The plugboard of an Enigma machine, showing two pairs of letters swapped: S?O and J?A. During World War II, ten plugboard connections were made. The plugboard (Steckerbrett) is positioned at the front of the machine, below the keys. When in use, there can be up to 13 connections.

Alan Turing: Algorithms, Computation, Machines

Instructors: Suman GanguliFrank Shepard
Colors NYC
178 Stanton Street
New York, NY 10002

What is computation? What is an algorithm? Is it possible to build an “electronic brain” that would be indistinguishable from human intelligence? Could such a machine “learn” by updating its own algorithms in response to inputs and experience?   In 1936, a 24-year old Alan Turing published a paper titled “On Computable Numbers, with an Application to the Entscheidungsproblem,” which initiated, and still influences, the study of these questions. Turing defined certain “logical computing machines”—what we now call Turing machines. These are not physical machines, but rather a mathematical definition of algorithmic computation. The 1936 paper marked the origin of computer science and the theory of computation. In subsequent decades, Turing machines became the standard model for understanding computation and formed the theoretical foundation for the first physical computers (including through Turing’s work after WWII). Today, they remain central to discussions in philosophy of mind, cognitive science, and artificial intelligence.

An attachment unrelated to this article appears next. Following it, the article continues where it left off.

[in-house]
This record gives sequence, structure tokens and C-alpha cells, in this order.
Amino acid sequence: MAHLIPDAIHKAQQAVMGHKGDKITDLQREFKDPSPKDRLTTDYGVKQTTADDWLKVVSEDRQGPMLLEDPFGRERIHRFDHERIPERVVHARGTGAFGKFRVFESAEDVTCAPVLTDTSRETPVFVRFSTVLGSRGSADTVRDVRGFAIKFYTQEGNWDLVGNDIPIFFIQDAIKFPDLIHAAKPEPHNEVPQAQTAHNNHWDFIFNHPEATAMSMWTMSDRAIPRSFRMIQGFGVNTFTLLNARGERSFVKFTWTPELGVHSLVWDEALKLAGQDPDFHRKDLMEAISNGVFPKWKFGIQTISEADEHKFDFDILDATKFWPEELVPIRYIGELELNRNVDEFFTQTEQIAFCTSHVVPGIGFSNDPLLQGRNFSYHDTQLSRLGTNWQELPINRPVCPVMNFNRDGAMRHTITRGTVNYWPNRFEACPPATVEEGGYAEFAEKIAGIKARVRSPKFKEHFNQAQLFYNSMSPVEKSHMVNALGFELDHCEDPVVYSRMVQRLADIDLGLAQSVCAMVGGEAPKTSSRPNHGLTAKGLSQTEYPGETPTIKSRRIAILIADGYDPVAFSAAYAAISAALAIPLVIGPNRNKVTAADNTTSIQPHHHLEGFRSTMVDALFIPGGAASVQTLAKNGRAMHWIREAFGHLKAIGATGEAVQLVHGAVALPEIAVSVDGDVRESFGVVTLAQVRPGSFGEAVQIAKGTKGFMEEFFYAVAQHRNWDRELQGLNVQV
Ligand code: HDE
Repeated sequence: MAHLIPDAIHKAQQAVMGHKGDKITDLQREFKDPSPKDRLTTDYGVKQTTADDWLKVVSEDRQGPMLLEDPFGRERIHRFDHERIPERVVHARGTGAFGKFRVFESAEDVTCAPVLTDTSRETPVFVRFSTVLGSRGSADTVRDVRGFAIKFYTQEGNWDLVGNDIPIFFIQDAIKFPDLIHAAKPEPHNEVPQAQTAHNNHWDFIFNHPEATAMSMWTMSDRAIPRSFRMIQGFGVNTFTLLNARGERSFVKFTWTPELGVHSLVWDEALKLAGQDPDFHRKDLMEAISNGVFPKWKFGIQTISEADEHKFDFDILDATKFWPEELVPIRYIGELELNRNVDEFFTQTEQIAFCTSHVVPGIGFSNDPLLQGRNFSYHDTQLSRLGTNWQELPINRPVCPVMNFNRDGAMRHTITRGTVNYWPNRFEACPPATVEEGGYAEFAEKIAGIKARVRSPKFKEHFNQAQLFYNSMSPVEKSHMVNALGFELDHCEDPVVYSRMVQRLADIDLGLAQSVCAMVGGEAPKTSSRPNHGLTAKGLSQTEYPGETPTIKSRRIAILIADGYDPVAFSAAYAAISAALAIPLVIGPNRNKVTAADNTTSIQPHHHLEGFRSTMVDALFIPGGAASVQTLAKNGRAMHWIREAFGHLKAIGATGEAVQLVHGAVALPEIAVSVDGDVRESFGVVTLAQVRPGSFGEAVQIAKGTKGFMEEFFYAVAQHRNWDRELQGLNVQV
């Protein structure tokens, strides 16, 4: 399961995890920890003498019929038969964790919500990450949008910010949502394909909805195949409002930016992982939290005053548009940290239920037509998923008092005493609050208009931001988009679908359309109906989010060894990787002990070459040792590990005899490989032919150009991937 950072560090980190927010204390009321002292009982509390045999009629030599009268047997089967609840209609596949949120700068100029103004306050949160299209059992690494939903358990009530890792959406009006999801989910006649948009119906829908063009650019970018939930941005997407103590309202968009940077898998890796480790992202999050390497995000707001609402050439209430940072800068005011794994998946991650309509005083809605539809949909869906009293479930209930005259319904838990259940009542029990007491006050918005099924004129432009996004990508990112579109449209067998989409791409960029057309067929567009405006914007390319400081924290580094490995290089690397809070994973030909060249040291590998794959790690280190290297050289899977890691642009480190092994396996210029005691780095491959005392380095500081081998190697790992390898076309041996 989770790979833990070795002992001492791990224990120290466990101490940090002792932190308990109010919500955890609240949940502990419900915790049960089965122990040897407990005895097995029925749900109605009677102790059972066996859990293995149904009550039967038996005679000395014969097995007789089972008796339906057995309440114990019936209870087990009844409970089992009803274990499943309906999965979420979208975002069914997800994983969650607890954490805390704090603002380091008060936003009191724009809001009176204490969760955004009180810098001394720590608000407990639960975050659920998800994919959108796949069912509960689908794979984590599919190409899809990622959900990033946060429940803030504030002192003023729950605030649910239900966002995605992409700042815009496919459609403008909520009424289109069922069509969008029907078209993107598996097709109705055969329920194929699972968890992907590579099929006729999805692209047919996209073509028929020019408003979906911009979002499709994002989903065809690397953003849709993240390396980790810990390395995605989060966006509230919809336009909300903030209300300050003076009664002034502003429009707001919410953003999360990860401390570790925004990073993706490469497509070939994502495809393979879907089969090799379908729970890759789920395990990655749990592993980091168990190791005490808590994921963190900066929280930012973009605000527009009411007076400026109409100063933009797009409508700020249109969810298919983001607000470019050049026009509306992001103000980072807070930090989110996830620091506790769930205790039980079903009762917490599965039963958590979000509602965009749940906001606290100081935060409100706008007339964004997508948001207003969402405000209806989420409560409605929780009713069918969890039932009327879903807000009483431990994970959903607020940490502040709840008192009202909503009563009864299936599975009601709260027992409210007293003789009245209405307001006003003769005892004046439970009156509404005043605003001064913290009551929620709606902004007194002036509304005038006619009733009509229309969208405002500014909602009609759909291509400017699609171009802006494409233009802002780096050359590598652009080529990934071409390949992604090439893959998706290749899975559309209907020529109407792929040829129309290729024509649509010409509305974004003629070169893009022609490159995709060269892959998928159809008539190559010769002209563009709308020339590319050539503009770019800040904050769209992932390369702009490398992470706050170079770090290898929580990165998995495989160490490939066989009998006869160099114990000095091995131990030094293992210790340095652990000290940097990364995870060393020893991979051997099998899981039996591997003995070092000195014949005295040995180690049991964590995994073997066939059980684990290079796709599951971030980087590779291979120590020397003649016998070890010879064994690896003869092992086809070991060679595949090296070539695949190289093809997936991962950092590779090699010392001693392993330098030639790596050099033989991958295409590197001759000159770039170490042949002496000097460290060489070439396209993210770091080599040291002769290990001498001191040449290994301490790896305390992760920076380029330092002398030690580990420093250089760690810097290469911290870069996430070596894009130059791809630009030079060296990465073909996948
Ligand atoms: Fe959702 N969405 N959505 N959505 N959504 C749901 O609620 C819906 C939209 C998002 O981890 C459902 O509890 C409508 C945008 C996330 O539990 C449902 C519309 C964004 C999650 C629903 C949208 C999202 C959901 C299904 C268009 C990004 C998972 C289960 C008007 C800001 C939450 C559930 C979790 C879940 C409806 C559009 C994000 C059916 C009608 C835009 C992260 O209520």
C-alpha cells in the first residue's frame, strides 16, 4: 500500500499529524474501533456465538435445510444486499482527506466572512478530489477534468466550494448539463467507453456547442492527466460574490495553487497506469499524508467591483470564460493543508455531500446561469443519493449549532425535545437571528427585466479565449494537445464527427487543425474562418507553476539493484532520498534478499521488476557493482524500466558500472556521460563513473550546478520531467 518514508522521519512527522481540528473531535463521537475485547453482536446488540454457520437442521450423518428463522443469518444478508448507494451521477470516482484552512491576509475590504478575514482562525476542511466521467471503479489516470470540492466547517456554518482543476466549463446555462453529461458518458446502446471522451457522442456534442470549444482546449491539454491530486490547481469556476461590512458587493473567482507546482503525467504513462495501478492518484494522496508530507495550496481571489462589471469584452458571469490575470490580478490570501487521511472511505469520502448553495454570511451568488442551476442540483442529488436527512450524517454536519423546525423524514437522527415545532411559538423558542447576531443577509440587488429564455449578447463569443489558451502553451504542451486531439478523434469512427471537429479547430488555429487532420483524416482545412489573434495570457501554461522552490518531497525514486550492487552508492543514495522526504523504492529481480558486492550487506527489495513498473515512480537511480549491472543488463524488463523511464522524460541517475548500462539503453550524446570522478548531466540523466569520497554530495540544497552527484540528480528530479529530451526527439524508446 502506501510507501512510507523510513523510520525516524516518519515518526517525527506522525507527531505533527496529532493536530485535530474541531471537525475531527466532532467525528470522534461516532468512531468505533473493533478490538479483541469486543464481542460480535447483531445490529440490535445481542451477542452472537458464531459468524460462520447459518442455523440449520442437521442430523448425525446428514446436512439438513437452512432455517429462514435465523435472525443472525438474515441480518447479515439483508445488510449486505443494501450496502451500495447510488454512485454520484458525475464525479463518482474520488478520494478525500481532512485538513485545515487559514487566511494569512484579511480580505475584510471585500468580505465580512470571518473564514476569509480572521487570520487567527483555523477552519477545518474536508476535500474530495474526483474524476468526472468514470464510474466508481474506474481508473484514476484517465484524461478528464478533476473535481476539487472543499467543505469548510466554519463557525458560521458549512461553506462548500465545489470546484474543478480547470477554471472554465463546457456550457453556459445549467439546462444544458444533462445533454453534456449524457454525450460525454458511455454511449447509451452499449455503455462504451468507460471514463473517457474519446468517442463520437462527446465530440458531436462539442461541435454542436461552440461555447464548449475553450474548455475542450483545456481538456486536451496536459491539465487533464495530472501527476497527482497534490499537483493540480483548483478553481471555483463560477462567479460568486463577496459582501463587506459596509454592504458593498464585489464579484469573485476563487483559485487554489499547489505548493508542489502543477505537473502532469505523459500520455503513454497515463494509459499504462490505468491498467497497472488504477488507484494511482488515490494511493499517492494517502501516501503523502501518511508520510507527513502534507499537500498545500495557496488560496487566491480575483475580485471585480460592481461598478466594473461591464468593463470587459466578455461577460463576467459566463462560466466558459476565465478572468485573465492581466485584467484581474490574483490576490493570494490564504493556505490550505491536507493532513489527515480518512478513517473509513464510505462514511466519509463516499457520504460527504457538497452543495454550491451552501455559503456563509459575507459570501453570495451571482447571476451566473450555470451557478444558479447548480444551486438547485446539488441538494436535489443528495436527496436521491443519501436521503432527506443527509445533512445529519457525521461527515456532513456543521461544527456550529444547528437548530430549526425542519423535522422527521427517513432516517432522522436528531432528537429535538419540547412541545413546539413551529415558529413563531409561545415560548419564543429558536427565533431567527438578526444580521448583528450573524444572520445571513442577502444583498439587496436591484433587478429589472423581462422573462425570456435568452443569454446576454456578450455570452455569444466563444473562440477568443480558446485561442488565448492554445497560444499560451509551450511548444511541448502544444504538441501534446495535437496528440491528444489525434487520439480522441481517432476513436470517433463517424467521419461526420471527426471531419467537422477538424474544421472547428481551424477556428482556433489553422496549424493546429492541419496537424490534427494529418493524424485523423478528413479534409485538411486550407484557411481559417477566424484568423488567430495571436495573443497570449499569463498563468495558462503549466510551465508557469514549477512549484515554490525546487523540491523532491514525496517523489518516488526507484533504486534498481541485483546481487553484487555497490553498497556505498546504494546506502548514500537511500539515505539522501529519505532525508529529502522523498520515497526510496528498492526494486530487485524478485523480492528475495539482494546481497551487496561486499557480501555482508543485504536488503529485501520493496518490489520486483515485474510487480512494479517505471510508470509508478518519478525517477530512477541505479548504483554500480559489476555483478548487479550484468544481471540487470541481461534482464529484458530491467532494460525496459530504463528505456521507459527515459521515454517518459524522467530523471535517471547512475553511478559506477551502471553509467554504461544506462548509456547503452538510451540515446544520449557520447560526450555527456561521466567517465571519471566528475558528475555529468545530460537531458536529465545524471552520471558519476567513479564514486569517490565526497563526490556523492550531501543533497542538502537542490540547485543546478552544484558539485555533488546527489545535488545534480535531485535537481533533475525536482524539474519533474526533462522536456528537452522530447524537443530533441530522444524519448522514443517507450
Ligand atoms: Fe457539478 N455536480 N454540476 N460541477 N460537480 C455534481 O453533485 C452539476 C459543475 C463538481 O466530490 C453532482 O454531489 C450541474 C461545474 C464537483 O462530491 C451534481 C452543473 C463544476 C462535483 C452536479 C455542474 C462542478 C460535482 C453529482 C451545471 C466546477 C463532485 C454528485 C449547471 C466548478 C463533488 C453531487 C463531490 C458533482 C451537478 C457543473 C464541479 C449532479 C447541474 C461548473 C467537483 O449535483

In this course, we will explore the concepts and impact of Turing’s work on computability. We will start by examining the intellectual context for Turing’s ideas in debates regarding the foundations of mathematics, particularly in the work of David Hilbert and Kurt Gödel. We will also carefully study the definition of a Turing machine, and Turing’s remarkable construction of a universal Turing machine: a single machine which can simulate any other machine, i.e., which can carry out any algorithm. In addition to Turing’s 1936 and 1950 papers, readings will include selections from Chris Bernhardt’s Turing’s Vision: The Birth of Computer Science, Charles Petzold’s The Annotated Turing: A Guided Tour Through Alan Turing’s Historic Paper on Computability and the Turing Machine, and Andrew Hodges’s definitive biography, Alan Turing: The Enigma.

Course Schedule

Thursday, 6:30-9:30pm
April 06 — May 04, 2017
4 sessions over 5 weeks
Class will not meet on April 13


Registration Open

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